Net neutrality -- the principle that once you pay for access to the internet, you have equal access to all lawful content on the web -- is under threat in the United States.
The FCC chairman plans to eliminate net neutrality rules on December 14th, 2017.
How might this affect your ability to access this website? How might it affect your ability to access other independent content creators on the internet?
I don't usually write about topics like this. This isn't a tech blog. But the FCC's actions could make Parenting Science unviable. Indeed, the dismantling of net net neutrality rules could put many of your favorite content creators out of business, and stifle innovation in the future.
So it seems stupid not to share the news with my readers, many of whom live in the United States.
If you aren't familiar with the details -- or if you think this is mostly an issue concerning your monthly internet service bill -- I beg you to please learn more. In addition to the many articles you will find on tech websites like CNET and WIRED, you can watch this 6-minute video by Science Studio, this 2-minute, less detailed video by Vimeo, or read my own account below.
Then -- if you are one of my U.S. readers -- please make your feelings known to your representatives in Congress. As I note below, phone calls might be the most effective way to get your message across (second only to a face-to-face meeting). Battle for the Net can help you connect to your representatives if you call this number: 202-930-8550.
Whatever you choose to do, thank you for taking the time to learn more and think it over.
Internet service providers, or ISPs, are the middlemen of the internet. They ferry data back and forth between internet users and content creators. Under current rules, ISPs can't block legal content, and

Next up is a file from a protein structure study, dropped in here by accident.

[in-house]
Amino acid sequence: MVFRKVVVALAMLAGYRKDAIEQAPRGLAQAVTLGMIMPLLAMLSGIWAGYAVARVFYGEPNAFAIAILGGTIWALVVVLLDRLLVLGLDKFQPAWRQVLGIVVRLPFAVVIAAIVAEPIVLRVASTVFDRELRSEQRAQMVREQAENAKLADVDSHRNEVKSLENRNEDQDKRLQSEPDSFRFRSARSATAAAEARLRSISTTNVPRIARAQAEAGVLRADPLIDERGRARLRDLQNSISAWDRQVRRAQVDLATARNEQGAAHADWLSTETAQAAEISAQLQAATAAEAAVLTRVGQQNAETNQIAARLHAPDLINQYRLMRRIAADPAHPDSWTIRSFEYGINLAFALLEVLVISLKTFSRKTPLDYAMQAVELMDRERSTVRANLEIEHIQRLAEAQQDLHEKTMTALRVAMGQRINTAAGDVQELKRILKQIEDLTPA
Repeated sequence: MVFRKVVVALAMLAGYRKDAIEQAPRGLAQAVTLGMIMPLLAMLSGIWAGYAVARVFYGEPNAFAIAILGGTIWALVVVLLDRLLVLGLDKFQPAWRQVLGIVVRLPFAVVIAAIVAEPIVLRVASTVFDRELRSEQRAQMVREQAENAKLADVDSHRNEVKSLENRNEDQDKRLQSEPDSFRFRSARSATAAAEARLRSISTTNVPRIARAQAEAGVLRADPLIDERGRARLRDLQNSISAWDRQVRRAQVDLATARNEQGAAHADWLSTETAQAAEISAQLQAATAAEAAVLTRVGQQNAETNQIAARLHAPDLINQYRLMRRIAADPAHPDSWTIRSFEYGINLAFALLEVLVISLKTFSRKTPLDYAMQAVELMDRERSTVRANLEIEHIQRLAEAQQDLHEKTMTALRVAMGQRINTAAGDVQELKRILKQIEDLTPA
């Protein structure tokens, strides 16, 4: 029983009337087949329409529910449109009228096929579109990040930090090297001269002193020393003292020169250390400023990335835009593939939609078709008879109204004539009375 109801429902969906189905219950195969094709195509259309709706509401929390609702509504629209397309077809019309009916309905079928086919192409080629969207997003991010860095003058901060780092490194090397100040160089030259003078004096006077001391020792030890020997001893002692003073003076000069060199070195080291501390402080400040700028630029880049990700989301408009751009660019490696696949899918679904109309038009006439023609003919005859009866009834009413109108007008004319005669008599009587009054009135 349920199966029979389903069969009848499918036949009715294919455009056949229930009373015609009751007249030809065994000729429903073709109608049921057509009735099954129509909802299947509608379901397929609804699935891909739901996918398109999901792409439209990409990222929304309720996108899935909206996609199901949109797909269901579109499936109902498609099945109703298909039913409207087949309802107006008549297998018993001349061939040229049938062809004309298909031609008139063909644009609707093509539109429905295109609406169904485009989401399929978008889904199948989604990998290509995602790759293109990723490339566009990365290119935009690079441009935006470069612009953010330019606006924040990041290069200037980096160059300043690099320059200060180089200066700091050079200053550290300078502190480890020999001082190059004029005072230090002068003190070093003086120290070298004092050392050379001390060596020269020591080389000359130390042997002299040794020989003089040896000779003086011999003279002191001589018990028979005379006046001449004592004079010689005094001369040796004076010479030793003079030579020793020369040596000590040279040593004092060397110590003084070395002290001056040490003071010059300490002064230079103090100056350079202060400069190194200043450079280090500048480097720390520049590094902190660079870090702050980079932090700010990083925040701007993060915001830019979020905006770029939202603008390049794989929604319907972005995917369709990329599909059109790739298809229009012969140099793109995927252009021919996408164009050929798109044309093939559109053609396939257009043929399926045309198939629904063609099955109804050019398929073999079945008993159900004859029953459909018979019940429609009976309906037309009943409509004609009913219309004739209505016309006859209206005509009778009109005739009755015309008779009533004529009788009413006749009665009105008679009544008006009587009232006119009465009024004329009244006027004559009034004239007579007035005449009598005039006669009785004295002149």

they can't selectively slow the traffic to any particular website. They can't
selectively speed up websites they like, own, or receive money from.
On December 14, 2017, the chairman of the U.S. Federal Communications Commission (FCC) is planning to dismantle these rules. This would allow ISPs to radically change the way the internet works.
Let's consider what the FCC's plan means for you, as an internet user.
You wouldn't be able to access it. I would lose visitors. In effect, the ISP would be free to censor websites, even if they were breaking no laws.
The ISP could do this at my end -- the website owner's end -- so that no matter how fast your personal internet connection is, things would slow down when you visit my site.
For example, Comcast currently has a controlling interest in the NBC network. Without net neutrality rules, Comcast could make it easier for its internet customers to visit NBC-owned websites, and harder to visit other news and information websites.
Website owners with deep pockets -- media giants, large businesses, and wealthy individuals -- would have a tremendous advantage.
Others -- unable to pay -- would be relegated to the slow lane.
For the first time, the internet wouldn't be a playing field where everyone -- even individual bloggers and organizations with little money -- had an equal opportunity to build an audience. Instead, those with money could dominate. Small-time operators could be shut down; new start-ups could be shut out. You'd have fewer choices, fewer alternatives to the offerings of big business and the major media.
Why would this happen?
When users perceive websites to be slow, they abandon them. Google and Amazon have tested their own websites and learned the difference that even a fraction of a second can make.
And industry analysts report that people become increasingly likely to abandon a website the longer it takes to load. In one analysis, Decibel Insights (2016) found that users who encountered slow loading were 80% more likely to leave after that first click -- a behavior known as "bouncing."
Moreover, research shows that slow download times make a website seem less credible to visitors (Fogg et al 2002).
So being relegated to the slow lane would mean an immediate loss of visitors. But this is only the beginning of the trouble, because search engines like Google penalize websites with high bounce rates.